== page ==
Joseph Thomas, Peter Thomson, John Grimston, Sally Marx
The Waimea Basin is located in the South Island of New Zealand. The area has an acute water shortage with recent studies showing the water resources to be over-allocated by 22% for a 1 in 10 year drought security. The current area irrigated is about 3,700 ha and there is additional productive land that could potentially be irrigated if more water were available. Water users have suffered severe restrictions on their water use over recent years through drought management measures imposed to meet critical environmental flow requirements and coastal salinity buffering. This has caused significant production cutbacks for irrigated crops resulting in regional economic loss, affected major urban water supplies resulting in water supply cut-backs affecting domestic and industrial users and also affecting the important environmental values of the Wairoa/Waimea Rivers and the coastal springs that are highly valued by the community and local iwi (Maori).
The principal objective of this project is to carry out a study into the feasibility of water storage in the upper parts of the catchment for enhancing water availability for both consumptive and environmental/community/ aesthetic benefits downstream. The outcome from this feasibility study will provide the community with the necessary information to make an informed decision on proceeding with potential storage options. The Waimea Water Augmentation Committee is overseeing this feasibility study. The study will be completed byJune 2007.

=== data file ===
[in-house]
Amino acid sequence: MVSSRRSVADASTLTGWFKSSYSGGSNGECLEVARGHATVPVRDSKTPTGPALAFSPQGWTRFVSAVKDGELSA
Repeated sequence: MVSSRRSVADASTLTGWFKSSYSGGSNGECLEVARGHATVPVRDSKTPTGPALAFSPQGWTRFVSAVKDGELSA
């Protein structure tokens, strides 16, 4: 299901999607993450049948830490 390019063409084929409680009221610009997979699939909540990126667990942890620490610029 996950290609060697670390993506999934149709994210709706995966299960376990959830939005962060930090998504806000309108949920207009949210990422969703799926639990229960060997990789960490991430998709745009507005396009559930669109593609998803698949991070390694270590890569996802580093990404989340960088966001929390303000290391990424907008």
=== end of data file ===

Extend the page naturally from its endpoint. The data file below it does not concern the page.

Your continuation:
The Waimea Plains area is also quite unique as to the interest and values relating to the water resource as it has multi stakeholder interest. Being close to urban centres, the water resource not only caters for irrigation use but also public water supplies as well as recreational, community interest and cultural values.
This paper sets out the project’s aim, general methodology being followed, and summarises the progress to June 2005.
Peter Hill, Kristen Sih, Rory Nathan, Phillip Jordan
This paper presents a number of innovative hydrologic investigations undertaken for the recent detailed design of upgrades for Ross River Dam in North Queensland. A key issue for estimating extreme floods in the tropics is the estimation of flood events of long critical durations. The implication is that there is an increased focus on estimating the correct volume (not only the peakflow). This paper describes the regional analysis of flow volumes that was used to validate the estimated flood volumes.